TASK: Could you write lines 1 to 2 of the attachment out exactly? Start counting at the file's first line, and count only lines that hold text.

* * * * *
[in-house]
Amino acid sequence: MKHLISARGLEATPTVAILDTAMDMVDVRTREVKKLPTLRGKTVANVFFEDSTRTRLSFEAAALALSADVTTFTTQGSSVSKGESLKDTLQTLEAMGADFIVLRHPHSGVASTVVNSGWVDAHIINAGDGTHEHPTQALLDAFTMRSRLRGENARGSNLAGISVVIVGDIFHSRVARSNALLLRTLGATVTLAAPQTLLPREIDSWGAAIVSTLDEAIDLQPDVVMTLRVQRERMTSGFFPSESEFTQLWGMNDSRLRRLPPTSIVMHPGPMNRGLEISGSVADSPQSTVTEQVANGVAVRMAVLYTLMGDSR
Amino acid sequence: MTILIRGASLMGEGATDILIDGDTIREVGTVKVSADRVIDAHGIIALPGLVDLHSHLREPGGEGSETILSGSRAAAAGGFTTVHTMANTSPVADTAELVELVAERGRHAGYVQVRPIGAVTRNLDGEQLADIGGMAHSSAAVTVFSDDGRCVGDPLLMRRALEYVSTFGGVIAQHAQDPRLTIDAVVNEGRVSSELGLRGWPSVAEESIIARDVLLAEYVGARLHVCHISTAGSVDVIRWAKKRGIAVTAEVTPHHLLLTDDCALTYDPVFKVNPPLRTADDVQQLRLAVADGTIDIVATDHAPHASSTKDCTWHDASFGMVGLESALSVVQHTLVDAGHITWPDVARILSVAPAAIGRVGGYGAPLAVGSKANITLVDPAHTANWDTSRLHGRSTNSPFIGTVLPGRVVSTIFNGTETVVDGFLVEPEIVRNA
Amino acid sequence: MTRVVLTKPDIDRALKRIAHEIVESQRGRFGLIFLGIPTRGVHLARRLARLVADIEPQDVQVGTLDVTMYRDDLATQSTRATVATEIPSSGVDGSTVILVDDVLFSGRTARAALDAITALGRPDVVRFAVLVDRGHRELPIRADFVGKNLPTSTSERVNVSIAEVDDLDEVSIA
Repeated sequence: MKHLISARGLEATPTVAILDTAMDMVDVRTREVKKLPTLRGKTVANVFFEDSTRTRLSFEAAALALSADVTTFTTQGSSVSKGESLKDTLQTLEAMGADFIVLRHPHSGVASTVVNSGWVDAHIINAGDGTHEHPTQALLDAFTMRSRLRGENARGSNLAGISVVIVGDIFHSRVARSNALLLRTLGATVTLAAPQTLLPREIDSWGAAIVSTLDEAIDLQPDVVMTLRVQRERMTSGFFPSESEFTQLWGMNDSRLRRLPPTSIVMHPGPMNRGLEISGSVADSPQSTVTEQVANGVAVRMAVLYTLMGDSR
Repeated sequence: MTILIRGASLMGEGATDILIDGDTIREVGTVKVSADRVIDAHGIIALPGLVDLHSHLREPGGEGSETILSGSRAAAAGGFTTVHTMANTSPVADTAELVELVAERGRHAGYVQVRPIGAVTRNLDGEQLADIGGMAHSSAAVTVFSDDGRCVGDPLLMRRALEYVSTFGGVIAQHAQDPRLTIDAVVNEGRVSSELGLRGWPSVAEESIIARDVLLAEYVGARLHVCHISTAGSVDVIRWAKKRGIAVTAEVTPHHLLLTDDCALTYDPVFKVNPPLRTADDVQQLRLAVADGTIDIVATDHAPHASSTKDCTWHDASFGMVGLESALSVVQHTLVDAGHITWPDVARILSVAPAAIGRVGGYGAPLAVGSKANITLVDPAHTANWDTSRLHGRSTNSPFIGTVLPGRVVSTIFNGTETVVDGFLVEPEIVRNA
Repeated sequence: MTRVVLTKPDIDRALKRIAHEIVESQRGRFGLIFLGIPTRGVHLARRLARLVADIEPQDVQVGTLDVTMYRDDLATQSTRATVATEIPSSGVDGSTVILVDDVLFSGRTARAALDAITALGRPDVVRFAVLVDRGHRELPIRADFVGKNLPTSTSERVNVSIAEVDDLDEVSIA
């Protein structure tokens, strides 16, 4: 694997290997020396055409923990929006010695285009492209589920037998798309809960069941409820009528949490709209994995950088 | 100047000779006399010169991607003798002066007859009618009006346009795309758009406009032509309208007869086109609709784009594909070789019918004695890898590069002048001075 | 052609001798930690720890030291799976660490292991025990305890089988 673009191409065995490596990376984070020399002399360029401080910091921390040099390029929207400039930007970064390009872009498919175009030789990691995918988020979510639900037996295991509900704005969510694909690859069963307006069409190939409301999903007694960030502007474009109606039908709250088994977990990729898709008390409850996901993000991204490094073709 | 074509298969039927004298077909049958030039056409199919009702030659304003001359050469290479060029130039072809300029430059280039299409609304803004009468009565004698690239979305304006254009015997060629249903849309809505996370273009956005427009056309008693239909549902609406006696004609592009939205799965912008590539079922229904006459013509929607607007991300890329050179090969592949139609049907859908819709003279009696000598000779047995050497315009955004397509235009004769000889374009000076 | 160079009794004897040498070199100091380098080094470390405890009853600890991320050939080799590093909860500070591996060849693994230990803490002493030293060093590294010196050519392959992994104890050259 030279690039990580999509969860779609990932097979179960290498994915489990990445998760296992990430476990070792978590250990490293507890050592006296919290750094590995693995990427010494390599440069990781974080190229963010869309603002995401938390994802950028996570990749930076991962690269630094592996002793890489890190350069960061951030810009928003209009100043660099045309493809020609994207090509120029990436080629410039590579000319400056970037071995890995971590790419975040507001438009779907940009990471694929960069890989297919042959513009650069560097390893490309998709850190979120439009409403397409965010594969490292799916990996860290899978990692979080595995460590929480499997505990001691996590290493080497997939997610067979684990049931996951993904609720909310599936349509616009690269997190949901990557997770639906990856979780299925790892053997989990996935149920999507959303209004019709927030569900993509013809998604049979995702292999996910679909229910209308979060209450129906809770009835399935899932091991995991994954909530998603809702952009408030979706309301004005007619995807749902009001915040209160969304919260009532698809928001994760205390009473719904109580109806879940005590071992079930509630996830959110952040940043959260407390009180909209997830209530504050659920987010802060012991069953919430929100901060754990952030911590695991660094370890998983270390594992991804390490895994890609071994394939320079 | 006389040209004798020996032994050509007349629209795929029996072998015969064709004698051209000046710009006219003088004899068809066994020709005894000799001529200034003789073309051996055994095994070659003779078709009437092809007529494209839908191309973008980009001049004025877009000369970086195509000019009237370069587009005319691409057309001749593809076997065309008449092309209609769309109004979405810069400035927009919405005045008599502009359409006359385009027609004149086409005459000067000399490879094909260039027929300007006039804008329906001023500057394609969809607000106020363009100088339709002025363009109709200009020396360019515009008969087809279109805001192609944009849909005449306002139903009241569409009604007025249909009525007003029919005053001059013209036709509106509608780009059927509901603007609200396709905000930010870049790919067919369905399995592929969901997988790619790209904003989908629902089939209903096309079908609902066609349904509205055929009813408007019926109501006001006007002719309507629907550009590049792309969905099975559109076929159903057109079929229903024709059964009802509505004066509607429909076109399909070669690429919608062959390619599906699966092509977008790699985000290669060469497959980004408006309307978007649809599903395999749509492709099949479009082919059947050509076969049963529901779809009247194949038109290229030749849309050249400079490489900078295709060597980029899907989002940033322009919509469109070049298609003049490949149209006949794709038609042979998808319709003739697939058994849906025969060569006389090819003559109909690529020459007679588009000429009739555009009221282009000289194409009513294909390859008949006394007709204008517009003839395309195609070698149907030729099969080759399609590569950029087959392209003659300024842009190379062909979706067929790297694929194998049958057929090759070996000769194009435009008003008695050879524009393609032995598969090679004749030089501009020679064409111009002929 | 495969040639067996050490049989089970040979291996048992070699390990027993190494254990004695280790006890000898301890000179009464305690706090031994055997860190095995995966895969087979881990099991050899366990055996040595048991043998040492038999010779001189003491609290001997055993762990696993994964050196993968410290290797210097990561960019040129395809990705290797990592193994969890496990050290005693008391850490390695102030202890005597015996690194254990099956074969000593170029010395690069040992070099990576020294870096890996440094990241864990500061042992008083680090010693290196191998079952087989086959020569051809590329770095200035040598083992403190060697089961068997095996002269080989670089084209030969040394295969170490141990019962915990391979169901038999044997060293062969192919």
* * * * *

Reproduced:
[in-house]
Amino acid sequence: MKHLISARGLEATPTVAILDTAMDMVDVRTREVKKLPTLRGKTVANVFFEDSTRTRLSFEAAALALSADVTTFTTQGSSVSKGESLKDTLQTLEAMGADFIVLRHPHSGVASTVVNSGWVDAHIINAGDGTHEHPTQALLDAFTMRSRLRGENARGSNLAGISVVIVGDIFHSRVARSNALLLRTLGATVTLAAPQTLLPREIDSWGAAIVSTLDEAIDLQPDVVMTLRVQRERMTSGFFPSESEFTQLWGMNDSRLRRLPPTSIVMHPGPMNRGLEISGSVADSPQSTVTEQVANGVAVRMAVLYTLMGDSR